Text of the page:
This kind of a definition also expresses what a monad really is: it’s a way of composing embellished functions. It’s not about side effects or state. It’s about composition. As we’ll see later, embellished functions may be used to express a variety of effects or state, but that’s not what the monad is for. The monad is the sticky duct tape that ties one end of an embellished function to the other end of an embellished function.

Going back to our `Writer` example: The logging functions (the Kleisli arrows for the `Writer` functor) form a category because `Writer` is a monad:

```instance Monoid w => Monad (Writer w) where
f >=> g = \a ->
let Writer (b, s)  = f a
Writer (c, s') = g b
in Writer (c, s `mappend` s')
return a = Writer (a, mempty)```

Monad laws for `Writer w` are satisfied as long as monoid laws for `w` are satisfied (they can’t be enforced in Haskell either).

There’s a useful Kleisli arrow defined for the `Writer` monad called `tell`. It’s sole purpose is to add its argument to the log:

```tell :: w -> Writer w ()
tell s = Writer ((), s)```

We’ll use it later as a building block for other monadic functions.

## Fish Anatomy

When implementing the fish operator for different monads you quickly realize that a lot of code is repeated and can be easily factored out. To begin with, the Kleisli composition of two functions must return a function, so its implementation may as well start with a lambda taking an argument of type `a`:

```(>=>) :: (a -> m b) -> (b -> m c) -> (a -> m c)
f >=> g = \a -> ...```

The only thing we can do with this argument is to pass it to `f`:

```f >=> g = \a -> let mb = f a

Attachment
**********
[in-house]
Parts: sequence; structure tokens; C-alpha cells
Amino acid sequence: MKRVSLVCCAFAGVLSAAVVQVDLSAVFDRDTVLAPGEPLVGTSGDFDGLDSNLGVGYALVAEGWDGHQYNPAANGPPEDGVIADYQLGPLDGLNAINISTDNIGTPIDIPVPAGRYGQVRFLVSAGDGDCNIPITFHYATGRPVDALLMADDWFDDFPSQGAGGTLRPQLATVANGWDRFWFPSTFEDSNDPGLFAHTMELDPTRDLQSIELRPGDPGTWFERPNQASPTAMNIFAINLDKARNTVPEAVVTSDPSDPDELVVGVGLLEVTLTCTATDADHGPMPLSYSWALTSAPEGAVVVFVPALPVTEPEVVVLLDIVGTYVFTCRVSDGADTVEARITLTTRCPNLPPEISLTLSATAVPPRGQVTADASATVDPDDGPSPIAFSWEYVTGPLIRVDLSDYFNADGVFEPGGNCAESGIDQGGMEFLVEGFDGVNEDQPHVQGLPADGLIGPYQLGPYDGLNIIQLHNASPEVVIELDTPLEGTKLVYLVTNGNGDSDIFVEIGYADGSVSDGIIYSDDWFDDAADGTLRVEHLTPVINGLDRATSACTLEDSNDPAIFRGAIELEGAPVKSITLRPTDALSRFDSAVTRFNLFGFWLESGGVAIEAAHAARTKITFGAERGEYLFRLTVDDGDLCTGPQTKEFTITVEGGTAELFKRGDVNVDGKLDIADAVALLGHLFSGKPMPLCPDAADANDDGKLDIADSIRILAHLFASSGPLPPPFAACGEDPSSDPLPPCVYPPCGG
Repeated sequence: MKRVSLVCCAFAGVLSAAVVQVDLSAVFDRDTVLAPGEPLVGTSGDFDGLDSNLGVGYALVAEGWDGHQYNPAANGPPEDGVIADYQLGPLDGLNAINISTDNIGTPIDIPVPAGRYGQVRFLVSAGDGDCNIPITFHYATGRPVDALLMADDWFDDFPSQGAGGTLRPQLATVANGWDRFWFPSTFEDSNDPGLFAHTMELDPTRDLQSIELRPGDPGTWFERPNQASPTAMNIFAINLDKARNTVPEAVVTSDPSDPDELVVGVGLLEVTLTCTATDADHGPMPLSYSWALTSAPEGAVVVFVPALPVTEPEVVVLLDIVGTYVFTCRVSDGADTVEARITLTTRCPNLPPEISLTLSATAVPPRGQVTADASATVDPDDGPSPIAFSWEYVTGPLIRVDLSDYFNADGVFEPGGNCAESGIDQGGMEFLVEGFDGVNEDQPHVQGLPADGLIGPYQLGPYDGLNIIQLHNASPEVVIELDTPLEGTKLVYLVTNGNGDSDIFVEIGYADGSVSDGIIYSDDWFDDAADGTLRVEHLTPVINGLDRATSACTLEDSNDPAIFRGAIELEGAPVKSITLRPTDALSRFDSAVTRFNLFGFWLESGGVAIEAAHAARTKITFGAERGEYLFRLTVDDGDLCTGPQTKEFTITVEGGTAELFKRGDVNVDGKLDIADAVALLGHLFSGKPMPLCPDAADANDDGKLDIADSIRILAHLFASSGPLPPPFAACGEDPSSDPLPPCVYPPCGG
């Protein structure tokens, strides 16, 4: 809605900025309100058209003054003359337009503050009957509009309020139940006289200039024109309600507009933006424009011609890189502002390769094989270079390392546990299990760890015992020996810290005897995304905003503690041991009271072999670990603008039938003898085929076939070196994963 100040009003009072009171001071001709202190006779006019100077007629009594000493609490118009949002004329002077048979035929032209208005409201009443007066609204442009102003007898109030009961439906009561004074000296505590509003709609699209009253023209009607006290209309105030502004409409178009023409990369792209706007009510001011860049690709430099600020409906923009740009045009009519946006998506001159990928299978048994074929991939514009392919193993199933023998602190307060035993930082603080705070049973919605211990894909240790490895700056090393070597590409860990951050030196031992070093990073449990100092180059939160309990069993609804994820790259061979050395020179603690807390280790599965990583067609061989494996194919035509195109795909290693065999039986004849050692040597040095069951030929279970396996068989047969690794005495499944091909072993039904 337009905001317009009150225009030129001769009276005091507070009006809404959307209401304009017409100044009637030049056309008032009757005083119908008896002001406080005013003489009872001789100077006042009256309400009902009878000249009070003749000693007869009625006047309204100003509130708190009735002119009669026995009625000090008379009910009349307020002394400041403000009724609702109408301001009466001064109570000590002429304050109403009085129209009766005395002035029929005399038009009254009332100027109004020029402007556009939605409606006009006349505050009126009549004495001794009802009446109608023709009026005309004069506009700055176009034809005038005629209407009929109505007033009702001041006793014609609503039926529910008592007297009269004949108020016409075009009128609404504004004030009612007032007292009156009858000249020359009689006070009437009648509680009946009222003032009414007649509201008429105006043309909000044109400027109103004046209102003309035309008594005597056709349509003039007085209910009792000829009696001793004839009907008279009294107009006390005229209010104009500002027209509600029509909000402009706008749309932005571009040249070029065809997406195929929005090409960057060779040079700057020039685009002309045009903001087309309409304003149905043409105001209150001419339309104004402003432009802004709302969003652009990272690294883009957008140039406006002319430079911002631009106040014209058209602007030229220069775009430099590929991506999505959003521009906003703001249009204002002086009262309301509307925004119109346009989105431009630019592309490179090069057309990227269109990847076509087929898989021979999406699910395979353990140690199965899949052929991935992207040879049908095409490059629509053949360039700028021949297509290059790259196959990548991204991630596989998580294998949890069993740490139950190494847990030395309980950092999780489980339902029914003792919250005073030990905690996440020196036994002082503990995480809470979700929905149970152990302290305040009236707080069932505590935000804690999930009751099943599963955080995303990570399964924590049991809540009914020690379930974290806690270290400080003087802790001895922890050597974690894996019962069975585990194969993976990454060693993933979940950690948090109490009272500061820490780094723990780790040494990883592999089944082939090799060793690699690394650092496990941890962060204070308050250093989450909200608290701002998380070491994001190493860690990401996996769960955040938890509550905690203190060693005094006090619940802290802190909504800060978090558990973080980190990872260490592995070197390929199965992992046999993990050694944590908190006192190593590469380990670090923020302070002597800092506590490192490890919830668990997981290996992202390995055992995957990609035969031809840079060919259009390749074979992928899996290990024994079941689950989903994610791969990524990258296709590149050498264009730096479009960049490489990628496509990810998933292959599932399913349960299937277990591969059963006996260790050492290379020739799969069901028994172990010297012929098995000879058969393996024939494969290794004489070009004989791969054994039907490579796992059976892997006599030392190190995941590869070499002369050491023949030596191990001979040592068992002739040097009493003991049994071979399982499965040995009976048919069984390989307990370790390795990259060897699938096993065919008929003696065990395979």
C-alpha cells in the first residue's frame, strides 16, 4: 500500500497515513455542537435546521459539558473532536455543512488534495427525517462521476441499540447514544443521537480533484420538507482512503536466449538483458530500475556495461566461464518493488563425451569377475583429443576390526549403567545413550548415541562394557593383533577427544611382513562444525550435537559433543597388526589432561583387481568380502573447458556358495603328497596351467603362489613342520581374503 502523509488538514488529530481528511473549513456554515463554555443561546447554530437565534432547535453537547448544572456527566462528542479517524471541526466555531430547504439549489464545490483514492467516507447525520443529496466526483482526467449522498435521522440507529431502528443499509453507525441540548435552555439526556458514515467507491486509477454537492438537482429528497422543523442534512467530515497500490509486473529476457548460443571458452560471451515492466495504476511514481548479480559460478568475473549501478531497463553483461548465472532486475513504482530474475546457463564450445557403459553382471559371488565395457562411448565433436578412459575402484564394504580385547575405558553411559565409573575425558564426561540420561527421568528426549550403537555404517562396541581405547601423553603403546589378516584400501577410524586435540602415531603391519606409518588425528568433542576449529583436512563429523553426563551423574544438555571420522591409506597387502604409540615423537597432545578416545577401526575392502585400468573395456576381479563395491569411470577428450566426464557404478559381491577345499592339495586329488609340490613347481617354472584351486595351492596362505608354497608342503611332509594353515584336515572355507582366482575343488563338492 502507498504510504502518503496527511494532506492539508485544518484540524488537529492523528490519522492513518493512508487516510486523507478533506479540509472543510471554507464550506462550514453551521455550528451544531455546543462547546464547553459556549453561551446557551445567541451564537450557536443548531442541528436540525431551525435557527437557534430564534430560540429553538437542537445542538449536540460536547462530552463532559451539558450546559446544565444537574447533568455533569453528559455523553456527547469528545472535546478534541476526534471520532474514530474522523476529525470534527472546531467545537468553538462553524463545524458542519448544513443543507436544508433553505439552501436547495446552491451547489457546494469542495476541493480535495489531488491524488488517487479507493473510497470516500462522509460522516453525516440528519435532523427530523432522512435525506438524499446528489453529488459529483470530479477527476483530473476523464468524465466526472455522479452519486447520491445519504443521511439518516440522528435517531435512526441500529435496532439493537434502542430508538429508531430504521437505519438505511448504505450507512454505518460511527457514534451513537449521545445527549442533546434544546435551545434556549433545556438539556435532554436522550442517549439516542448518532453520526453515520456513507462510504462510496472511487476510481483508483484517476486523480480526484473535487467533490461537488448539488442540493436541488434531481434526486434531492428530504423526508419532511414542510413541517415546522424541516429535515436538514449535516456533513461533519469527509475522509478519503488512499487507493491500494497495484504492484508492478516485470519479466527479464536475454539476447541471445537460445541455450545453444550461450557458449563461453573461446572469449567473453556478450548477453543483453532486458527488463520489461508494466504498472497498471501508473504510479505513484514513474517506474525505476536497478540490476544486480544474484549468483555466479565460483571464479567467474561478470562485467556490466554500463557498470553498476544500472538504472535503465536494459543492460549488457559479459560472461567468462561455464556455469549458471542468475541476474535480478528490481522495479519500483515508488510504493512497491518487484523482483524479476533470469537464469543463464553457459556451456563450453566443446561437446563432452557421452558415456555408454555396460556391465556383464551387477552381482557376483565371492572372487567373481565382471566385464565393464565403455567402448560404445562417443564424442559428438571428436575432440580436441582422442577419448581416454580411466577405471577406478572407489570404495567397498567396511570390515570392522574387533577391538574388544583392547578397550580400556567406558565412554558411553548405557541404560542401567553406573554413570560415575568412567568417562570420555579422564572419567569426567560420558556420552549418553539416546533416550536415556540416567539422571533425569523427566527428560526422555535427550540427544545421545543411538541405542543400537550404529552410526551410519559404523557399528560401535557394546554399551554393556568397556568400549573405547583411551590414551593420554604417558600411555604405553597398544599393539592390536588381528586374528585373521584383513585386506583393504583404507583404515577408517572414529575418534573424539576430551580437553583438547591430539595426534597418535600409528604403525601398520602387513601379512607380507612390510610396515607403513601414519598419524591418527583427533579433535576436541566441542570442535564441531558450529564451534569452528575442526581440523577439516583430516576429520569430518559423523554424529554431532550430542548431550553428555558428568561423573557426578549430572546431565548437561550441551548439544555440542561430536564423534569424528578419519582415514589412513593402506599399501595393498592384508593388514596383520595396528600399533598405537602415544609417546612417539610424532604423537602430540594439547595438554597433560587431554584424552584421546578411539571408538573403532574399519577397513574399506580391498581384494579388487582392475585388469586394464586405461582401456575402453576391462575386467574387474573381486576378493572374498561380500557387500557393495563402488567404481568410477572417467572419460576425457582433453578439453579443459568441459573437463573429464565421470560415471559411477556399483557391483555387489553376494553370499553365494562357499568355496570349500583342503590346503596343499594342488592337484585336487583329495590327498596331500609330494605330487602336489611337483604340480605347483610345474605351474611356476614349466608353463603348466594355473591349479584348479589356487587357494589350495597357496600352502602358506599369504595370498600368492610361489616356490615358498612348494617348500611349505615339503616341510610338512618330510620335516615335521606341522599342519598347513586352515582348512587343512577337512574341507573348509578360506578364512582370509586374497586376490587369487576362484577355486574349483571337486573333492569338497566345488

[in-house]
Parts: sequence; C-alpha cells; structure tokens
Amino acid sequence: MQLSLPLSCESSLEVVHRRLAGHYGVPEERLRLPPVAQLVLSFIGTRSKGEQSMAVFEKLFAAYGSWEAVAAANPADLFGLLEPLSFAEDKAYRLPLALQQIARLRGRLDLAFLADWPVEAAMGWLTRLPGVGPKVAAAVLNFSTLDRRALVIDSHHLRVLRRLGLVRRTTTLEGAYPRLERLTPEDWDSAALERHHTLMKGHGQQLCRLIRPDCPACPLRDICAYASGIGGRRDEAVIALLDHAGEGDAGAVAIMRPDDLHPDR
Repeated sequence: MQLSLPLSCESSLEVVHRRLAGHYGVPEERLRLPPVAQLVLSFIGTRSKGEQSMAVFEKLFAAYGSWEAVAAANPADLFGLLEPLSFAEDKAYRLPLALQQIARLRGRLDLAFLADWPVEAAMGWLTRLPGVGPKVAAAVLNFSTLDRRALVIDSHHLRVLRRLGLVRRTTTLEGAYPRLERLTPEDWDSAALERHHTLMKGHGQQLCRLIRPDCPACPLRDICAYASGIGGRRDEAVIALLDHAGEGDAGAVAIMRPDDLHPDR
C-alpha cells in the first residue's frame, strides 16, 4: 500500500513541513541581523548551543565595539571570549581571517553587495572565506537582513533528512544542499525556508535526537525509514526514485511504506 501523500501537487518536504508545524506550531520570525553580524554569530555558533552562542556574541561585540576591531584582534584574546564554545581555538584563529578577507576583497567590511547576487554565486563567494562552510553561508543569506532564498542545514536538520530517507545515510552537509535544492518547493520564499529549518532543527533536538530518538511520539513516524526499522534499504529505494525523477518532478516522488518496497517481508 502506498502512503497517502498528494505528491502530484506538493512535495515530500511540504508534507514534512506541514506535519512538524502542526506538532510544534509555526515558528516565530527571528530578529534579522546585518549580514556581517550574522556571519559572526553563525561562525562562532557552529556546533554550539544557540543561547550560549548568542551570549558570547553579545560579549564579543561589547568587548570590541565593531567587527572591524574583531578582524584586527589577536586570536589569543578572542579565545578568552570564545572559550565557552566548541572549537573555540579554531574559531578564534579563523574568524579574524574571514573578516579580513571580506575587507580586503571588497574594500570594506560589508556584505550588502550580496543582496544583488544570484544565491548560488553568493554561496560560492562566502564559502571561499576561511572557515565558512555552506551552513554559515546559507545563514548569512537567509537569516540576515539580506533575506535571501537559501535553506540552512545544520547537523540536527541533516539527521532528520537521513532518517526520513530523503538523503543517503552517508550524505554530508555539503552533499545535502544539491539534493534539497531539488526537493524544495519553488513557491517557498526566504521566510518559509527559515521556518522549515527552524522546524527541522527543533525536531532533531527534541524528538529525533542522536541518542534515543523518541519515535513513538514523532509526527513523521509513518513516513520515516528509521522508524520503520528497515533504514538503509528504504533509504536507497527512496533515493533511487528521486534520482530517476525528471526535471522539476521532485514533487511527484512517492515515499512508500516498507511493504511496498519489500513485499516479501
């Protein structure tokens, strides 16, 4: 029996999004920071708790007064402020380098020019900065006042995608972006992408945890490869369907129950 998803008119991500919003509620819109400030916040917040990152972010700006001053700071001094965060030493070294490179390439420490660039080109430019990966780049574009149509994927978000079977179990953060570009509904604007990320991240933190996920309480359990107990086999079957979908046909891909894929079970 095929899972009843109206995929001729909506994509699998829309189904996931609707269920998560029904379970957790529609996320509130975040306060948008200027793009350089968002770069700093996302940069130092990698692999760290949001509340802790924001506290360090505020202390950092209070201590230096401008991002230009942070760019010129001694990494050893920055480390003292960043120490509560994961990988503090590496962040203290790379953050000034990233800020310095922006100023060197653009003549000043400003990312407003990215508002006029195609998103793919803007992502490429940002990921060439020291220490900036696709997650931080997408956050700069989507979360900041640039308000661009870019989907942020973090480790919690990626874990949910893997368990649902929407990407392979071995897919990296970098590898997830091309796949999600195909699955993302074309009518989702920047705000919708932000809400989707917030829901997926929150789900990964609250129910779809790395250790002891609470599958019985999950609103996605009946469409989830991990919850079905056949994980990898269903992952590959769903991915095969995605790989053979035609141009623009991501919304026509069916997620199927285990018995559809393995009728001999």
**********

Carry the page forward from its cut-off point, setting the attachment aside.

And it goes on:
in ...```

At this point we have to produce the result of type `m c`, having at our disposal an object of type `m b` and a function `g :: b -> m c`. Let’s define a function that does that for us. This function is called bind and is usually written in the form of an infix operator:

`(>>=) :: m a -> (a -> m b) -> m b`

```class Monad m where
(>>=) :: m a -> (a -> m b) -> m b
return :: a -> m a```

Here’s the definition of bind for the `Writer` monad:

```(Writer (a, w)) >>= f = let Writer (b, w') = f a
in  Writer (b, w `mappend` w')```

It is indeed shorter than the definition of the fish operator.

It’s possible to further dissect bind, taking advantage of the fact that `m` is a functor. We can use `fmap` to apply the function `a -> m b` to the contents of `m a`. This will turn `a` into `m b`. The result of the application is therefore of type `m (m b)`. This is not exactly what we want — we need the result of type `m b` — but we’re close. All we need is a function that collapses or flattens the double application of `m`. Such function is called `join`:

`join :: m (m a) -> m a`

Using `join`, we can rewrite bind as:

`ma >>= f = join (fmap f ma)`

```class Functor m => Monad m where
join :: m (m a) -> m a
return :: a -> m a```

Here we have explicitly requested that `m` be a `Functor`. We didn’t have to do that in the previous two definitions of the monad. That’s because any type constructor `m` that either supports the fish or bind operator is automatically a functor. For instance, it’s possible to define `fmap` in terms of bind and `return`:

`fmap f ma = ma >>= \a -> return (f a)`

For completeness, here’s `join` for the `Writer` monad:

```join :: Monoid w => Writer w (Writer w a) -> Writer w a
join (Writer ((Writer (a, w')), w)) = Writer (a, w `mappend` w')```

## The `do` Notation

One way of writing code using monads is to work with Kleisli arrows — composing them using the fish operator. This mode of programming is the generalization of the point-free style. Point-free code is compact and often quite elegant. In general, though, it can be hard to understand, bordering on cryptic. That’s why most programmers prefer to give names to function arguments and intermediate values.

When dealing with monads it means favoring the bind operator over the fish operator. Bind takes a monadic value and returns a monadic value. The programmer may chose to give names to those values. But that’s hardly an improvement. What we really want is to pretend that we are dealing with regular values, not the monadic containers that encapsulate them. That’s how imperative code works — side effects, such as updating a global log, are mostly hidden from view. And that’s what the `do` notation emulates in Haskell.